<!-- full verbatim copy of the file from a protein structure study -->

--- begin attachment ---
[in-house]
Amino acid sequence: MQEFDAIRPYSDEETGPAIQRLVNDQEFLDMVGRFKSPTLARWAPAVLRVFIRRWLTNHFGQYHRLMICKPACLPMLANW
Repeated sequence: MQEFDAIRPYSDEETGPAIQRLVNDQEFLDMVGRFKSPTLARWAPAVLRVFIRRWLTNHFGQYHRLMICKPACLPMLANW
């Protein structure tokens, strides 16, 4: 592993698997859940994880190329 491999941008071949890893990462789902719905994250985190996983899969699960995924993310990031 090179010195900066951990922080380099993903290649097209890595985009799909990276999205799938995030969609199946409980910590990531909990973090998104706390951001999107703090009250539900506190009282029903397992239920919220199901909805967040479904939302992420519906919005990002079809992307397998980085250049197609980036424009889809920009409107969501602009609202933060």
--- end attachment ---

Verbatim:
[in-house]
Amino acid sequence: MQEFDAIRPYSDEETGPAIQRLVNDQEFLDMVGRFKSPTLARWAPAVLRVFIRRWLTNHFGQYHRLMICKPACLPMLANW
Repeated sequence: MQEFDAIRPYSDEETGPAIQRLVNDQEFLDMVGRFKSPTLARWAPAVLRVFIRRWLTNHFGQYHRLMICKPACLPMLANW
């Protein structure tokens, strides 16, 4: 592993698997859940994880190329 491999941008071949890893990462789902719905994250985190996983899969699960995924993310990031 090179010195900066951990922080380099993903290649097209890595985009799909990276999205799938995030969609199946409980910590990531909990973090998104706390951001999107703090009250539900506190009282029903397992239920919220199901909805967040479904939302992420519906919005990002079809992307397998980085250049197609980036424009889809920009409107969501602009609202933060």